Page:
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Flugence v. Axis Surplus Insurance Co.: More on How the Bankruptcy Trustee Becomes a Personal Injury Lawyer

The Fifth Circuit Court of Appeals recently clarified two questions that can arise when an individual files for bankruptcy and does not disclose a personal injury claim as an “asset.”

In Flugence v. Axis Surplus Insurance Co., appeal number 13-30073, the Fifth Circuit affirmed the bankruptcy court’s application of judicial estoppel against the debtor in bankruptcy.  Cheryl Flugence filed for Chapter 13 (reorganization) bankruptcy protection.  During her bankruptcy case, and after her initial reorganization plan was confirmed, she was injured in a car wreck and filed a lawsuit.  Flugence never disclosed her personal injury suit to the bankruptcy court.  When the personal injury defendants discovered this, they asked the bankruptcy court to judicially estop her from pursuing her claim against them, a claim she did not disclose as an “asset” in her bankruptcy.  The bankruptcy court held that while Flugence was estopped to pursue the undisclosed personal injury claims, her bankruptcy trustee was not estopped and could pursue those claims on behalf of her creditors under Reed v. City of Arlington, 650 F.3d 571 (5th Cir. 2011) (en banc).  On appeal, the district court held that judicial estoppel did not apply because Flugence did not have a duty to disclose a claim that accrued after she filed her initial petition.  The Fifth Circuit affirmed the bankruptcy court’s decision and held that there is a continuing duty to disclose assets even after a reorganization plan is confirmed.

The first of two interesting points about Flugence is that the Fifth Circuit noted, but did not squarely decide, the question of whether an asset that the debtor obtains after the confirmation of a reorganization plan belongs to the bankruptcy estate.  The court admitted that there is uncertainty about whether such an asset is “property of the estate” and discussed the two Bankruptcy Code provisions from which the confusion arises.  One provision says that “property of the estate” includes all assets that the debtor acquires after commencement of the bankruptcy but before the case is closed.  See 11 U.S.C. § 1306(a)(1).  Another provision states that “Except as otherwise provided in the plan or the order confirming the plan, the confirmation of a plan vests all of the property of the estate in the debtor.”  See 11 U.S.C. § 1327(b).  The court did not decide the question because it was irrelevant in Flugence’s case: her plan specifically stated that the estate’s assets would not re-vest in Flugence until discharge.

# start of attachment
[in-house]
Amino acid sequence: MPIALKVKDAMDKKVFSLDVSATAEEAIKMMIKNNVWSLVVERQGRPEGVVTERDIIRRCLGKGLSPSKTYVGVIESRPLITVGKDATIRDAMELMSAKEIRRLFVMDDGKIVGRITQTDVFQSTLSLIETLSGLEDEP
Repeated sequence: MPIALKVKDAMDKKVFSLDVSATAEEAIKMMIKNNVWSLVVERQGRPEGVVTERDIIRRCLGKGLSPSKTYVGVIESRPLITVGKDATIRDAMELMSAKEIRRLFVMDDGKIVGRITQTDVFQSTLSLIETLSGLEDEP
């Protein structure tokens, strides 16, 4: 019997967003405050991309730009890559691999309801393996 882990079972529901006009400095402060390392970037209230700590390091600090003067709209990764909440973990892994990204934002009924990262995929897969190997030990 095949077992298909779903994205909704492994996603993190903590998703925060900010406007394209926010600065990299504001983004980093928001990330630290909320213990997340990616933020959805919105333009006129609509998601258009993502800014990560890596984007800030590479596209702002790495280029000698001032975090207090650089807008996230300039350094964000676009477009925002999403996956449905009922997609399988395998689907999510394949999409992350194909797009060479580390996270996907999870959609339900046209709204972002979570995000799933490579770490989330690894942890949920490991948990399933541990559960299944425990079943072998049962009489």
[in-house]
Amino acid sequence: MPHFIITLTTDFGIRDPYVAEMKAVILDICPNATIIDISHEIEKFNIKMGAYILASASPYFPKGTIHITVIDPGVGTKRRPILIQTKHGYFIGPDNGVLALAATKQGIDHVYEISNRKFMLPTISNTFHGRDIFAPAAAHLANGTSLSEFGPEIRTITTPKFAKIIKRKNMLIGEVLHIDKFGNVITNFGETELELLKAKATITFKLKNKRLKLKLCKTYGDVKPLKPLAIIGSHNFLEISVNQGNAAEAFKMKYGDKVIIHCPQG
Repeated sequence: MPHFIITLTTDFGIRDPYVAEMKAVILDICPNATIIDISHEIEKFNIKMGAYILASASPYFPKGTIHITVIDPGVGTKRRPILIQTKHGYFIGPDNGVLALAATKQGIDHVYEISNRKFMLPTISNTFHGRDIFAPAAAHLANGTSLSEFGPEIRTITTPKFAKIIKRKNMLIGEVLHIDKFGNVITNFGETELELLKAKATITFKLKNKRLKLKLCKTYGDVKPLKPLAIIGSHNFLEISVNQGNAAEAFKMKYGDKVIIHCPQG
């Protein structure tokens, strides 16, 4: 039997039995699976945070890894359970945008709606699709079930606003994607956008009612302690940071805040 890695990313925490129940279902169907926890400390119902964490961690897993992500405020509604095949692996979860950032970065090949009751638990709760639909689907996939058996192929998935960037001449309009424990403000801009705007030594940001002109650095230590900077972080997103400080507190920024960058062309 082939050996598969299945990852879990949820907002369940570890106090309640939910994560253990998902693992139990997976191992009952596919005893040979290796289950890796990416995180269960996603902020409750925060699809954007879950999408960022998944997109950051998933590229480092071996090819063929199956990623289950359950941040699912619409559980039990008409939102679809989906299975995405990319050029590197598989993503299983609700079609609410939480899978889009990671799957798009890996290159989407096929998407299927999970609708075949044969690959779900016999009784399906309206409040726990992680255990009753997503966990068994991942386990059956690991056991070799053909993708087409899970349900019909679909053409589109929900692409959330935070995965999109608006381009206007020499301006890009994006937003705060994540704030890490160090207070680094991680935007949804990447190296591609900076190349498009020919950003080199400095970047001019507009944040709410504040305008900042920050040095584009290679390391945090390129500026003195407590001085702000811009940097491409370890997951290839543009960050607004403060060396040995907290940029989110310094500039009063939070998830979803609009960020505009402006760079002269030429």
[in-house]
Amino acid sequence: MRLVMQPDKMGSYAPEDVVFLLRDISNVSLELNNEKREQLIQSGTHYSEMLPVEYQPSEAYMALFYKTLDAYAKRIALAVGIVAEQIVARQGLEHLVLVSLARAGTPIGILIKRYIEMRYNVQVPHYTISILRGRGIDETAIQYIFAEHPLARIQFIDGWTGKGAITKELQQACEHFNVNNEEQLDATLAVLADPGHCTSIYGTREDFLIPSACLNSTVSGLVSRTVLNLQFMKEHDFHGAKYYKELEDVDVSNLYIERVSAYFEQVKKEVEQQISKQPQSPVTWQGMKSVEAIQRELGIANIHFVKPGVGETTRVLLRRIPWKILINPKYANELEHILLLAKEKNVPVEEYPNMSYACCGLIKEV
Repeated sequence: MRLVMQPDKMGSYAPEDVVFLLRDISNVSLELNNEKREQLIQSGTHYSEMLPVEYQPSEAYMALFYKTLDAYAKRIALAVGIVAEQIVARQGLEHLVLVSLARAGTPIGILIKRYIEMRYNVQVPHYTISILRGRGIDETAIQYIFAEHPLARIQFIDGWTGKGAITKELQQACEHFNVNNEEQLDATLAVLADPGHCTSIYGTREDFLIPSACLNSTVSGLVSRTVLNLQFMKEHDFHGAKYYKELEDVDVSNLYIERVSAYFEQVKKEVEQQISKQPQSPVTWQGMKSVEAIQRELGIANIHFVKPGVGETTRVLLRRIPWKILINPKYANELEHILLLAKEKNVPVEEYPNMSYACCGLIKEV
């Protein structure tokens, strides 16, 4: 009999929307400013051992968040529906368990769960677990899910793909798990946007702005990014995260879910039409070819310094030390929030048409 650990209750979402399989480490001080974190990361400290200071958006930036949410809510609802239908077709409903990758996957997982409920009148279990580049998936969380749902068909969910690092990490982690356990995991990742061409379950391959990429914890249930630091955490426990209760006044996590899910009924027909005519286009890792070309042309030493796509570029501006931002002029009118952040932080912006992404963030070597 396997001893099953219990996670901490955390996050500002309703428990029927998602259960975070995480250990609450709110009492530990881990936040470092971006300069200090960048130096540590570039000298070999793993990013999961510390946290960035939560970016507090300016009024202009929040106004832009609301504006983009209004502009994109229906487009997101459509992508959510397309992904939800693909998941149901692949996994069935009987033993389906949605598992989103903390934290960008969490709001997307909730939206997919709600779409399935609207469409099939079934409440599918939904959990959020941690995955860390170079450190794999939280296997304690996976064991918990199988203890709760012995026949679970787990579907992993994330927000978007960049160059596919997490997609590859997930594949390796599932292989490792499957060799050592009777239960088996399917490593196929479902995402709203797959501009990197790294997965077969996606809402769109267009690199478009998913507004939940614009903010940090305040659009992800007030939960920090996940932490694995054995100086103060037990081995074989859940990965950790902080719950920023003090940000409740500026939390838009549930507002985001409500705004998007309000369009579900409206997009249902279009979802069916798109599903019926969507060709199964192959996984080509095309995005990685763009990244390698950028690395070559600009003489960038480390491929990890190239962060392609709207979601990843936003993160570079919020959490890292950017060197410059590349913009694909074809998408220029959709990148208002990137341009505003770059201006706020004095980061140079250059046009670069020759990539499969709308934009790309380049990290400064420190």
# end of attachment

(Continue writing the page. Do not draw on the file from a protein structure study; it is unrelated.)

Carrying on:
The opinion could provide an opening in a case where the debtor’s plan or plan confirmation order does not specifically state that confirmation does not vest all property of the estate in the debtor.  In such a case, § 1327(b) should operate to exclude any asset obtained post-confirmation from the bankruptcy estate.  What Flugence does say, though, is that the debtor still has a duty to disclose that asset.  The court’s logic is sound: if there’s a question about whether a particular asset is property of the estate, a question caused by a Code conflict, it should be up to the bankruptcy court to decide that, not the debtor.  In this respect, Flugence further solidifies the debtor’s continuing duty to disclose.

The second interesting point is about the liability limitations the bankruptcy trustee may have against the personal injury defendants.  In Flugence, the personal injury defendants argued that their exposure – the maximum amount of potential recovery against them – should be limited to the unsatisfied debt to Flugence’s creditors.  Those defendants presented a compelling argument: they argued that “it would be inconsistent with the goals of bankruptcy to allow the trustee to pursue a claim where … it would disproportionately benefit the attorneys over the creditors.”  In other words, any amount recovered beyond the debt to the creditors would go, in whole or in part, to the attorneys prosecuting the tort claim.  The Fifth Circuit rejected this argument, concluding that limiting recovery to the amount of the debt would reduce the likelihood that an attorney would agree to take the tort case, and then the creditors would get nothing.  The court held that the trustee is not limited in the amount she can recover against the debtor’s defendants.

If you remember a lot from Flugence, it’s that there can be a question about whether an asset acquired after confirmation of a Chapter 13 plan is property of the bankruptcy estate.  If you remember just one thing, it’s that there’s a continuing duty to disclose assets even where there’s uncertainty about whose property those assets are.

A copy of the opinion is available here.